I did read this book when I was about 10. I would like to read it again, because a lot of the visual stuff never really sunk in. But, I did read it. I just don’t remember a lot about it.
The above linked article names these books as good beginning books for those who want to start reading the classics. There is a video explaining why we should read classics, but it’s long, so I am watching it in pieces. The other thing that isn’t brought up is that most of these are easy to get at the libraries.
To kill a mockingbird
Pride and prejudice
Adventures of huckleberry Finn
I also didn’t get to them over the summer, but I am sure I will, one day.
New Daughters of Africa: An International Anthology of Writing by Women of African Descent, edited by Margaret Busby (Amistad, May).
In West Mills by De’Shawn Charles Winslow (Bloomsbury, June).
Stalingrad by Vasily Grossman (NYRB Classics, June).
The Unbreakables by Lisa Barr (Harper, June).
Vintage 1954 by Antoine Laurain (Gallic, June).
The Plus One by Sarah Archer (G.P. Putnam’s Sons, July).
A Dream Too Big: The Story of an Improbable Journey From Compton to Oxford by Caylin Louis Moore (Thomas Nelson, June).
Dressed in Dreams: A Black Girl’s Love Letter to the Power of Fashion by Tanisha C. Ford (St. Martin’s, June).
Hot, Cold, Heavy, Light by Peter Schjeldahl (Abrams, June).
I Like to Watch: Arguing My Way Through the TV Revolution by Emily Nussbaum (Random House, June).
Man Fast by Natasha Scripture (Little A, June)..
Buzz Sting Bite: Why We Need Insects by Anne Sverdrup-Thygeson (Simon and Schuster, July). .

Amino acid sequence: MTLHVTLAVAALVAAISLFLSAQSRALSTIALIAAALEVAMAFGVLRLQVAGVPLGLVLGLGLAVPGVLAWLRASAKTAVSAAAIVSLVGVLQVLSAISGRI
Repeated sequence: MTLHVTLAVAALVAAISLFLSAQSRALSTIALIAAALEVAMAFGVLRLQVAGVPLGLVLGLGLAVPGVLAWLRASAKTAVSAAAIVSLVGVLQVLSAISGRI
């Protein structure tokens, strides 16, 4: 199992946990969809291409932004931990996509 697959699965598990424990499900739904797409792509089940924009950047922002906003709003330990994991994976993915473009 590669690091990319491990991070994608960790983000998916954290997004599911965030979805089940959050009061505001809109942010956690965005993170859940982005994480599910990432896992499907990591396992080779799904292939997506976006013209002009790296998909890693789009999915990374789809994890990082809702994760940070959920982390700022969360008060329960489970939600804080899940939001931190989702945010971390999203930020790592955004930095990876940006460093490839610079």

The Code: Silicon Valley and the Remaking of America by Margaret O’Mara (Penguin, July).
Late Migrations by Margaret Renkl (Milkweed, July).
Semicolon: The Past, Present, and Future of a Misunderstood Mark by Cecelia Watson (Ecco, July).
And How Are You, Dr. Sacks?: A Biographical Memoir of Oliver Sacks by Lawrence Weschler (Farrar, Straus & Giroux, August)
A Good Provider Is One Who Leaves: One Family and Migration in the 21st Century by Jason DeParle (Viking, August).
A teacher came up with a different kind of reading log that isn’t as difficult for people to follow, and it makes it easier to log what the student is reading. The point is to keep reading, not to torture the child with logging it.
A lot of the tasks are fun, like read in the bathtub with no water. Shared reading activities like read to a stuffed animal are included as well as wide requirements such as read a magazine. Just make reading fun!
Hispanic heritage month runs from Sept 15 – October 15 this year. Below are the books that are recommended in the above linked article. There are a lot of them, mostly because they are listed in both English and Spanish.
The above linked article mentions things that women in literature have died from. I think my favorites are “missing slippers” and “shawl insufficiency.”
- Cold hands
- Beautiful face
- Missing slippers
- Wrist fevers
- Night brain
- Going outside at night in Italy
- Shawl insufficiency
- Too many pillows
- Garden troubles
- Someone said “No” very loudly while they were in the room
- Letter-reading fits
- Drawing-room anguish
- Not enough pillows
- Haven’t seen the sea in a long time
- Too many novels
- Pony exhaustion
- Strolling congestion
- Sherry served too cold
- Ship infidelity
- Spent more than a month in London after growing up in Yorkshire
- Clergyman’s dropsy
- Flirting headaches
- River unhappiness
- General bummers
- Knitting needles too heavy
- Beautiful chestnut hair
- Spinal degeneration as a result of pride
- Parents too happy
- The Unpleasantness
I have received the above linked article multiple times, from multiple sources. Does someone think I am not reading enough? Or, multiple someones?